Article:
Scott hit with campaign fine, says he’ll appeal
Rep. Ray Scott owes the state $2,300 in fines, but the Grand Junction Republican said that soon won’t be the case.
Scott amassed that fine soon after filing with the Secretary of State’s Office on Aug. 5 as a candidate for Senate District 7, the seat being vacated by Sen. Steve King, who plans to run for Mesa County sheriff.
He was supposed to file a personal financial disclosure report, as all candidates and elected officials are required to do.
He didn’t, and for more than a month was fined $50 a day.
Scott said he was told by someone in the office that he didn’t have to file a new report because he had already done that in 2010 before he was first elected to the Colorado House.
“I don’t want to make a bunch of excuses, but it’s a combination of a bunch of misinformation that they gave me,” Scott said. “That was something they told me I didn’t have to do because I had already done it.”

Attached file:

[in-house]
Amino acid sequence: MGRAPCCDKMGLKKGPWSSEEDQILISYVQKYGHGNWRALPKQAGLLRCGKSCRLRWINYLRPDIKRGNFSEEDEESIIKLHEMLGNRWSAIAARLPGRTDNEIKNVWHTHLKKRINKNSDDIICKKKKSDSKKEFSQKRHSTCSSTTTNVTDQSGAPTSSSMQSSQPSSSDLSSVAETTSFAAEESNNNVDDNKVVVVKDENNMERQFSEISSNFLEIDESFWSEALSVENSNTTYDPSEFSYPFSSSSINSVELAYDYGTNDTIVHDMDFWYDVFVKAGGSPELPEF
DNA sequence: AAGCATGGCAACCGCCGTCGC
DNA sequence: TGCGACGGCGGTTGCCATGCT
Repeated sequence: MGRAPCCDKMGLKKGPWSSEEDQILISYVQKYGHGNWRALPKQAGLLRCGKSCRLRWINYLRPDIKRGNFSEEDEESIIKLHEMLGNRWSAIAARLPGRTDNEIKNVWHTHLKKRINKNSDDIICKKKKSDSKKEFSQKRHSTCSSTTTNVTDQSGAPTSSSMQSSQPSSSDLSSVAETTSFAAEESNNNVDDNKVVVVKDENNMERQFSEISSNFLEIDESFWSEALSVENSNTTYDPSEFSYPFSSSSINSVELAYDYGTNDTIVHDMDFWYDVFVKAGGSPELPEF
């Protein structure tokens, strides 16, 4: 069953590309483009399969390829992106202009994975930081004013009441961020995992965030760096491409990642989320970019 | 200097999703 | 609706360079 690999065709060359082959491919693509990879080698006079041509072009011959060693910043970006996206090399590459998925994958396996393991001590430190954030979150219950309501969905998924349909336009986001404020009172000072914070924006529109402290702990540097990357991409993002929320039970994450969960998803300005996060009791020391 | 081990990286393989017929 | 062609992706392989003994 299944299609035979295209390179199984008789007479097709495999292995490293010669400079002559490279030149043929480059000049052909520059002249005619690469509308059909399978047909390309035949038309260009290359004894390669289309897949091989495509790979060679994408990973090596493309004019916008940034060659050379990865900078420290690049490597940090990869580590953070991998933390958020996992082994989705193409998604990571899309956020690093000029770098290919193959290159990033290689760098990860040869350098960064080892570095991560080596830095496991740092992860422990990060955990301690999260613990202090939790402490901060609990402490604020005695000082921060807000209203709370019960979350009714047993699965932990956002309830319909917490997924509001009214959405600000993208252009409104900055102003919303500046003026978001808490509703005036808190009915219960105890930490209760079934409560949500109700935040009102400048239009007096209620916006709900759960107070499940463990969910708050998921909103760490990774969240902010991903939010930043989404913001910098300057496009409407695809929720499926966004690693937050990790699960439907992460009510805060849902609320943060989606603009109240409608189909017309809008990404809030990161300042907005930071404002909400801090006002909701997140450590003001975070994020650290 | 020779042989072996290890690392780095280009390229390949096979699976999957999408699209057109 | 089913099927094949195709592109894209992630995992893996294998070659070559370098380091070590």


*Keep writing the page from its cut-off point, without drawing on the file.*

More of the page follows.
The office’s website has 14 different forms and checklists for candidates and elected officials to download and fill out. Half of them, however, don’t work, including two personal financial disclosure forms.
As a result, Scott asked that the office fax him a copy so he could update his previous report, which he said he did and immediately sent back.
“They said they didn’t receive it,” Scott said.
A month later, the representative received another letter from the office saying he still hadn’t filled out the report, and his fine had reached into the thousands of dollars.
It isn’t the first time Scott has paid such fines, but never so large. When he first ran for the House seat, he was late in filing his campaign finance reports, paying $350 and $50 fines in June and July of that year, respectively.
He’s been fined at least one other time, too, but that fine was waived because of similar “bureaucratic” issues, Scott said.
He plans to file for a waiver on the current fine, saying he’s confident it, too, will be waived.
“Now I’ve got to file a waiver form, argue my points, which I have plenty of, and then hope to get the waiver,” he said. “You’re kind of guilty until you prove yourself innocent with their system. You can talk to two or three different people over there and get two or three different answers.”